"....The increasing ways in which we use tools like search and our personal information repositories are like an intellectual prosthetic....we have this information now almost in real time and continuously. I think it's going to have interesting implications on ways that people go about problem-solving in their everyday life....At the level of people interacting with other people there are some interesting opportunities here for people in general around the world to take advantage of the web and the internet to really become increasingly aware of people in different parts of the world and in other cultures....One can hope that the effect of this global communication is: inevitably we are going to be bumping into people who are very different from ourselves and interacting with them could potentially have a very positive effect...."

:34:48: Jon shares his thoughts on web science and machine learning.

:36:34: Jon, you laid many of the pillars for modern-day social network analysis and web search as one of the top groundbreaking visionary innovators. How do you wish to continue to shape the world and contribute to the fabric of history?
"....I find it exciting to be part of this field at this particular point in time because I think computing information is becoming increasingly relevant to many of society's most important problems. Things like access to education, healthcare, the world's food supply, problem solving in energy and the environment. All these are things that computing information can help provide creative solutions for....It's really exciting to be at this point in time where the area you are working in can contribute to truly novel solutions to these kinds of problems...."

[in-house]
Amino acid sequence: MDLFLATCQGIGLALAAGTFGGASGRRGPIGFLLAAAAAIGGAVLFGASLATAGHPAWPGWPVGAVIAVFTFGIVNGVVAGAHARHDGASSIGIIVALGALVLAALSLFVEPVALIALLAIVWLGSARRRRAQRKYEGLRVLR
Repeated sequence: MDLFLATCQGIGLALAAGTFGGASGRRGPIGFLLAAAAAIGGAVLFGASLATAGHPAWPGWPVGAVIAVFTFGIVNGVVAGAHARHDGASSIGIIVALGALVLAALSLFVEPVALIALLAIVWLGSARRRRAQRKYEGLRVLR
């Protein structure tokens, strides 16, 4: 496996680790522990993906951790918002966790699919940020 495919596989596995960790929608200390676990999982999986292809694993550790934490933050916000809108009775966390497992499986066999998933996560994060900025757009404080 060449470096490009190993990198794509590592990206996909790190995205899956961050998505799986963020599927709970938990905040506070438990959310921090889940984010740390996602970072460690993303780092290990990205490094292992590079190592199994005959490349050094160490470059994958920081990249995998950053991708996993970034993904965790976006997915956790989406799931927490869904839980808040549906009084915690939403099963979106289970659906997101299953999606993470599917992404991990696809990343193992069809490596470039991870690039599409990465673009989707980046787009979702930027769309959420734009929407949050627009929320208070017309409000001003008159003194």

:37:28: You've already touched upon this already but what do you see as the top challenges facing us today and how do you propose they be solved?
"....we are in this world where what goes on in one place can have a very rapid and significant effect on what goes on in many other places around the world...Computing and information technology - just by the nature of fact that it is globally connected - makes information from around the world accessible and sometimes eases communication in the formation of groups from very diverse backgrounds from all over the world....It is the hope that it will eventually create a greater level of communication and understanding on how our individual actions contribute to a more global outcome...."

:40:12: What groups are underrepresented in computing and how can this be addressed?
"....Here at Cornell we are broadening the ways of getting into the field of computing. So rather than having a single point of entry through an introductory course, having many types of introductory courses having different styles that will appeal to people with a mix of different possible interests...."

:42:33: Jon shares some interesting thoughts from his work and experiences.

:44:08: If you were conducting this interview, what questions would you ask, and then what would be your answers?
"....When people come here to Cornell it is a tradition to take them out for coffee and to ask them....What excites them in their work?....Where do they see the field going?....What lessons can we learn from the style in which they work?.....(You've done a great job asking all these types of questions)...."